Three tiny steps to curb corruption:
Proposition B – Charter Amendment to Change the Appointment Process and Composition of the Building Inspection Commission – Vote YES
Proposition E –Prohibitions on Behested Payment Requests by Officials – Vote YES
Proposition F – Adds Ratepayer Representative to Refuse Collection Rate Board – Vote YES
These three propositions come in the wake of corruption scandals in the city’s Building Inspections Department and Public Utilities Commission that led to FBI investigations, resignations and arrests of officials, and criminal charges. The level of misconduct is outrageous, with managers getting rich as most city workers struggle to even make ends meet and face blatant racism and sexism on the job. A thorough overhaul of city management is needed, with rank-and-file workers taking charge of their departments. These measures don’t do nearly enough, and none of them addresses the general problem of privatization and contracting out of services that takes away the jobs of public employees. However, since they move things slightly in the right direction, we support these propositions critically. We join the San Francisco Labor Council in recommending YES votes on all three.
Proposition B aims to appoint more members of the public to the Building Inspection Commission. Currently, Commissioners come from the very businesses who apply for contracts. Proposition E addresses donations solicited by officials to benefit a public agency or private organization. The measure prohibits Board of Supervisors members from requesting such contributions from businesses under contract. Proposition F adds a ratepayer to serve along with the city administrators who currently comprise the trash/recycling collection Rate Board. The measure also implements audits and public hearings for any proposed rate increase. Procedures like these could have prevented Recology from overcharging San Franciscans by $200 million!
Proposition C – Restrictions on Recall Elections – Vote NO
Stung by the recent recall of three School Board members, some City Supervisors put this measure on the ballot to make the process more difficult. Prop C would narrow the period when recalls are allowed. After an official is recalled, this measure would prohibit the replacement appointee from running in the next election. Although corporate and right-wing interests may misuse recalls, working-class voters need this basic democratic right without restrictions. We strongly disagree with the SF Labor Council and progressive Democrats who support this antidemocratic proposition. Our main objection to San Francisco’s recall process is that the mayor appoints someone to fill the vacancy created. Instead, it should be the voters who decide.
Proposition D – Office of Crime Victim and Witness Rights & Pilot Program for Domestic Violence Survivors – Vote YES
Right now, services for crime victims and witnesses are scattered among many departments and agencies. As a result, many victims and witnesses, disproportionately poor, queer, and/or people of color, don’t get the help they need. Prop D establishes an office to coordinate assistance. The new office also sets up a pilot program to provide free legal representation to survivors of domestic violence. As feminists, we say such legal services are needed now – there is no need for a pilot program!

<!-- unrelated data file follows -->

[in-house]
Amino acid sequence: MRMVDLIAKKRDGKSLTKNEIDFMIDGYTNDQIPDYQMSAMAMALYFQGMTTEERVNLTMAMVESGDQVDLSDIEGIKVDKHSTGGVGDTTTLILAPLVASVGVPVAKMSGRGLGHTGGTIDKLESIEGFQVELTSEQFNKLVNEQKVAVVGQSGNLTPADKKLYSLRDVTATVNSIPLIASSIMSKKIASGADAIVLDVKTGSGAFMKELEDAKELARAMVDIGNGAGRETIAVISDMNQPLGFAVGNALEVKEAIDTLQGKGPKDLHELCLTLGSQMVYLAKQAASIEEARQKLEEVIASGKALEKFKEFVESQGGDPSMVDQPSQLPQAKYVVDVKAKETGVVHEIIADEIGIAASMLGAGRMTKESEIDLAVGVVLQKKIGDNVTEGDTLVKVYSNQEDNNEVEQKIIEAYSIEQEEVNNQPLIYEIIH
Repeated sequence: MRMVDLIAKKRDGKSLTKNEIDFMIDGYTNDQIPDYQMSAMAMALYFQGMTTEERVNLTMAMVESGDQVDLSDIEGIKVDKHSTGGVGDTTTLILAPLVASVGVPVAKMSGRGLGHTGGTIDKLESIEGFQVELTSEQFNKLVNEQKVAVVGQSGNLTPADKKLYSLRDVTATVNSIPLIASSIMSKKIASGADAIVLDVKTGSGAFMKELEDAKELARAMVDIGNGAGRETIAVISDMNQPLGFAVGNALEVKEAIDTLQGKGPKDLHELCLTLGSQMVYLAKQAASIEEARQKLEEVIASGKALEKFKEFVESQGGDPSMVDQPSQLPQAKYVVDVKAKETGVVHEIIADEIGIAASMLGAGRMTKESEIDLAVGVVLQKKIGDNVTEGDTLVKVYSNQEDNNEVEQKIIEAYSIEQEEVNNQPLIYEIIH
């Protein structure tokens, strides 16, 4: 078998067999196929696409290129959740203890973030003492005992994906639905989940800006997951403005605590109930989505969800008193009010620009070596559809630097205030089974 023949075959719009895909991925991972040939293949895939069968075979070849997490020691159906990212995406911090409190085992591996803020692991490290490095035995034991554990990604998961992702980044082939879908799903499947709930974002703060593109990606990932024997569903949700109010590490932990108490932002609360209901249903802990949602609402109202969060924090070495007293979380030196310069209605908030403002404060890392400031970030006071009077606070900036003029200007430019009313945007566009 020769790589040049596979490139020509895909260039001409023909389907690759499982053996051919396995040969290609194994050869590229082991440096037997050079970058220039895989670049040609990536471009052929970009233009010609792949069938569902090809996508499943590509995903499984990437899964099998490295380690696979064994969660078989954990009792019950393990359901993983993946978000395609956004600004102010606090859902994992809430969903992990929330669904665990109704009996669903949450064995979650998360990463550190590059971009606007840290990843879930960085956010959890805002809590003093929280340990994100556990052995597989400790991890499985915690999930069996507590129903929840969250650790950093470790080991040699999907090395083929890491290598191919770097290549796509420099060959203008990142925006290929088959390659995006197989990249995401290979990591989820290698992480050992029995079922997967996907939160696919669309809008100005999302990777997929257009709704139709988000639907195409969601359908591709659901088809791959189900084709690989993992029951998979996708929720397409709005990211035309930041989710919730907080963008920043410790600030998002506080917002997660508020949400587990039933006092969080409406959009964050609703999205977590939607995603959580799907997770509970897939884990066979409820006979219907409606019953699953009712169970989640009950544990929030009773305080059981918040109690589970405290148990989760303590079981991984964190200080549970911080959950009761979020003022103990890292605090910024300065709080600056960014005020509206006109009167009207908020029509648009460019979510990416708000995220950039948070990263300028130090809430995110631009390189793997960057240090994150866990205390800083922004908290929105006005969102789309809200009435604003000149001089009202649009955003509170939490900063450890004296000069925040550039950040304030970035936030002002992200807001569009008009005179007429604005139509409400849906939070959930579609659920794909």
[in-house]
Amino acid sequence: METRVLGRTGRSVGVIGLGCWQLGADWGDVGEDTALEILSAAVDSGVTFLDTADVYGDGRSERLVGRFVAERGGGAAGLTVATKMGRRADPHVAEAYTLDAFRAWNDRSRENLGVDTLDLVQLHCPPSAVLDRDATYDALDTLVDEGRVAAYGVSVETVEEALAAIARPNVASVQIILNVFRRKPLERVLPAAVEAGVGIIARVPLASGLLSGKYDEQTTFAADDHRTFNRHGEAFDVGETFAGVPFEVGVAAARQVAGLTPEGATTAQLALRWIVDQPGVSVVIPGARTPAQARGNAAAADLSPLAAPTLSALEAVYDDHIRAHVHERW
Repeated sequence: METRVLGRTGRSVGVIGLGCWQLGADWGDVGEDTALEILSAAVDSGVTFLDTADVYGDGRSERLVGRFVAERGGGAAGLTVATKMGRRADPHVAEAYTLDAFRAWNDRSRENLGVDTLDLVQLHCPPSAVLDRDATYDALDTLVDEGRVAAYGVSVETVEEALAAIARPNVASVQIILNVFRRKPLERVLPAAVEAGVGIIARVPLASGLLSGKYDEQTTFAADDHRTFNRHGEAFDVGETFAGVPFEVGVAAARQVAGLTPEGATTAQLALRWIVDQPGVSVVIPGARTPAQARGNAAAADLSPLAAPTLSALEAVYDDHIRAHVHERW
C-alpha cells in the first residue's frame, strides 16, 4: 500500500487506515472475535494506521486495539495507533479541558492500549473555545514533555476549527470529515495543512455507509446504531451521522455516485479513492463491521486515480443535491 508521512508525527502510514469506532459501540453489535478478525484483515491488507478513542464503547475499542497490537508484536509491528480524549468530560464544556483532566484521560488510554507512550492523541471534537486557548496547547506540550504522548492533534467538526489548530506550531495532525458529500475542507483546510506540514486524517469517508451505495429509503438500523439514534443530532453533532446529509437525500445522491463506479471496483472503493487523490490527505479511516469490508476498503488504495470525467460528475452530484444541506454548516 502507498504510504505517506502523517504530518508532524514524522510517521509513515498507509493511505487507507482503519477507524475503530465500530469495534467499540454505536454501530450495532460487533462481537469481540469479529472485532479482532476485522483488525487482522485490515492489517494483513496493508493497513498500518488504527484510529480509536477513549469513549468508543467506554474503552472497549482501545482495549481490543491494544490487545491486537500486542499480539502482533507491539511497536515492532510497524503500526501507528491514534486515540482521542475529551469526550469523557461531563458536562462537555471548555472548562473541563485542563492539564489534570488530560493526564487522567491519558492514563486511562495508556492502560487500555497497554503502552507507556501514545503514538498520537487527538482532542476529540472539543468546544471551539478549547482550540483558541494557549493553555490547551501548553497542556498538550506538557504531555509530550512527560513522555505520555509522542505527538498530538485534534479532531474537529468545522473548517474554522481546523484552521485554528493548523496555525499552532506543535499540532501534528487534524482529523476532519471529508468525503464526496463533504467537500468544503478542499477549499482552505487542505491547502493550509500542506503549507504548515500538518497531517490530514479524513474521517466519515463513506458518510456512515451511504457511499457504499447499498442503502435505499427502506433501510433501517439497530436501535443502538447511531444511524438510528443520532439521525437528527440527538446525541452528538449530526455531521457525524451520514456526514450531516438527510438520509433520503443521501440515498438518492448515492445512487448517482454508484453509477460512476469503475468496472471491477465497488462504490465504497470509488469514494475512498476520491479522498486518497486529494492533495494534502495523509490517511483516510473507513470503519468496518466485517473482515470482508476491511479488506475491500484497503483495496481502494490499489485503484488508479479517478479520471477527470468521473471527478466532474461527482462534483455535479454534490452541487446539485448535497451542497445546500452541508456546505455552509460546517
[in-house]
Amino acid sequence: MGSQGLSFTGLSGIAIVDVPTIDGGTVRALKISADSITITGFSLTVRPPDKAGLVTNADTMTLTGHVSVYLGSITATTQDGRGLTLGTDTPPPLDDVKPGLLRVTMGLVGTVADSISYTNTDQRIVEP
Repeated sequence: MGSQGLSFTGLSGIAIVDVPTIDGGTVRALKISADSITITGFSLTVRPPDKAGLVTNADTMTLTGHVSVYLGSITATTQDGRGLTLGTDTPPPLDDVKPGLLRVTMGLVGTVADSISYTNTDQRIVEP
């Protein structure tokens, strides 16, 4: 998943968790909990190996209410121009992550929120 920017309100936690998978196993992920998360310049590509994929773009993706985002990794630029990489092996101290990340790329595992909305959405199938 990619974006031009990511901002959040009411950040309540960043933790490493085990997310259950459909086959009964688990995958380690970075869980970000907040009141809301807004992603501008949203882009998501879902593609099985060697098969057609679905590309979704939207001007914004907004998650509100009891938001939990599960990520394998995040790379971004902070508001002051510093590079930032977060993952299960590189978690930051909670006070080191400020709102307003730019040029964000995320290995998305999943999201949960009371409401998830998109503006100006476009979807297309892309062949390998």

Proposition G – Employer-Paid Public Health Emergency Leave for Some – Vote YES
This proposal requires San Francisco employers with more than 100 workers worldwide to provide up to two weeks’ paid leave to their employees in the city during a public health emergency, including Spare the Air Alerts. The need for this is obvious but it should apply to all workers for more than just two weeks per year. Taxes on corporations and the vast private wealth in San Francisco could readily pay to cover everyone!
Proposition H – Recall of District Attorney Chesa Boudin – Vote NO
This recall is about halting criminal justice reform and reversing heightened scrutiny of the SFPD. It is funded by investment bankers, venture capitalists and hedge fund managers as part of a nationwide effort that uses the recall process to squelch reform and re-fund cops. What’s really needed is systemic change to eliminate the poverty, racism, heterosexism, and social ills that produce most crime. Because Boudin has not called for such basic change, we do not endorse him. However, his office has implemented measures that protect the rights of people accused of crime and address abuses of the city police, like ending cash bail and establishing an innocence commission. Boudin’s workers protection unit has attacked wage theft, a prevalent crime that law-and-order recall supporters aren’t addressing. These positive steps will be reversed if the recall succeeds and Mayor Breed appoints a tough-on-crime, arrest-the-unhoused replacement. Along with several labor unions (SEIU locals 87, 1021, 2015; AFT 2121; CNA; UESF; NUHW; UNITE-HERE 2; and ILWU), we urge you to vote no!
Summary of Freedom Socialist Party Positions
Statewide Candidates for Office
Leave your ballot blank or write in your favorite socialist
San Francisco Ballot Propositions
Proposition A – General Obligation Bond to Improve Muni and Street Safety: Vote NO
Proposition B – Charter Amendment to Change Composition of the Building Inspection Commission: Vote YES
Proposition C – Restrictions on Recall Elections: Vote NO
Proposition D – Office of Crime Victim and Witness Rights & Pilot Program for Domestic Violence Survivors: Vote YES
Proposition E – Increases Prohibitions on Behested Payment Requests by Officials: Vote YES
Proposition F – Adds Ratepayer Representative to Refuse Collection Rate Board: Vote YES
Proposition G – Employer-Paid Public Health Emergency Leave for Some: Vote YES
Proposition H – Recall of District Attorney Chesa Boudin: Vote NO